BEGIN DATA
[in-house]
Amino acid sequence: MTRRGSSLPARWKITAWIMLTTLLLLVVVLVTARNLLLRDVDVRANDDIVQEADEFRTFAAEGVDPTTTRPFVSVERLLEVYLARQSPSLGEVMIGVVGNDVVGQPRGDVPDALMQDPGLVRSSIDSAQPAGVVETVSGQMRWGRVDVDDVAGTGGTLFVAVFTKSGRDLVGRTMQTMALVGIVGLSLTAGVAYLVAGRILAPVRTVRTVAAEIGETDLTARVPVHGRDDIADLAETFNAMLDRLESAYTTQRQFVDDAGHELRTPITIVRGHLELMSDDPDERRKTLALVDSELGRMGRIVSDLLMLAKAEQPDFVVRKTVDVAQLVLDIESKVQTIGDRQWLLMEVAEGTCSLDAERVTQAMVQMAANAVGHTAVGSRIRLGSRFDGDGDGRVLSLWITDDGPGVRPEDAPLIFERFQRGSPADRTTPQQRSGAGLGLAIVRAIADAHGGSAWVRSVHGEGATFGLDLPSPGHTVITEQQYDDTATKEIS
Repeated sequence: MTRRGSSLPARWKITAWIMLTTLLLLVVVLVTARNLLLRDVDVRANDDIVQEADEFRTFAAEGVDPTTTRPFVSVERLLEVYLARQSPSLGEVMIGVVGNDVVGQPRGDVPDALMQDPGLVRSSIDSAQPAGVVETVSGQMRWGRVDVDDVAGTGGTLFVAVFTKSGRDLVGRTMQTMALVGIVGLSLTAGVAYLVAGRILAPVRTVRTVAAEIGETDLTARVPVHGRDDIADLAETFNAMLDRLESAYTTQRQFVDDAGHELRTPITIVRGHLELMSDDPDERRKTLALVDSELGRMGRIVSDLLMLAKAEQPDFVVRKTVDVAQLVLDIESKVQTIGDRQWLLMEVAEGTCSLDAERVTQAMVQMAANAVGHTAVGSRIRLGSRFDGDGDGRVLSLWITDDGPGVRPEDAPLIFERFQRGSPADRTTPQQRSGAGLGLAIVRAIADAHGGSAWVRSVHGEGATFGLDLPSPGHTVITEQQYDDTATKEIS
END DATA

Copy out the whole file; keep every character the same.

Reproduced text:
[in-house]
Amino acid sequence: MTRRGSSLPARWKITAWIMLTTLLLLVVVLVTARNLLLRDVDVRANDDIVQEADEFRTFAAEGVDPTTTRPFVSVERLLEVYLARQSPSLGEVMIGVVGNDVVGQPRGDVPDALMQDPGLVRSSIDSAQPAGVVETVSGQMRWGRVDVDDVAGTGGTLFVAVFTKSGRDLVGRTMQTMALVGIVGLSLTAGVAYLVAGRILAPVRTVRTVAAEIGETDLTARVPVHGRDDIADLAETFNAMLDRLESAYTTQRQFVDDAGHELRTPITIVRGHLELMSDDPDERRKTLALVDSELGRMGRIVSDLLMLAKAEQPDFVVRKTVDVAQLVLDIESKVQTIGDRQWLLMEVAEGTCSLDAERVTQAMVQMAANAVGHTAVGSRIRLGSRFDGDGDGRVLSLWITDDGPGVRPEDAPLIFERFQRGSPADRTTPQQRSGAGLGLAIVRAIADAHGGSAWVRSVHGEGATFGLDLPSPGHTVITEQQYDDTATKEIS
Repeated sequence: MTRRGSSLPARWKITAWIMLTTLLLLVVVLVTARNLLLRDVDVRANDDIVQEADEFRTFAAEGVDPTTTRPFVSVERLLEVYLARQSPSLGEVMIGVVGNDVVGQPRGDVPDALMQDPGLVRSSIDSAQPAGVVETVSGQMRWGRVDVDDVAGTGGTLFVAVFTKSGRDLVGRTMQTMALVGIVGLSLTAGVAYLVAGRILAPVRTVRTVAAEIGETDLTARVPVHGRDDIADLAETFNAMLDRLESAYTTQRQFVDDAGHELRTPITIVRGHLELMSDDPDERRKTLALVDSELGRMGRIVSDLLMLAKAEQPDFVVRKTVDVAQLVLDIESKVQTIGDRQWLLMEVAEGTCSLDAERVTQAMVQMAANAVGHTAVGSRIRLGSRFDGDGDGRVLSLWITDDGPGVRPEDAPLIFERFQRGSPADRTTPQQRSGAGLGLAIVRAIADAHGGSAWVRSVHGEGATFGLDLPSPGHTVITEQQYDDTATKEIS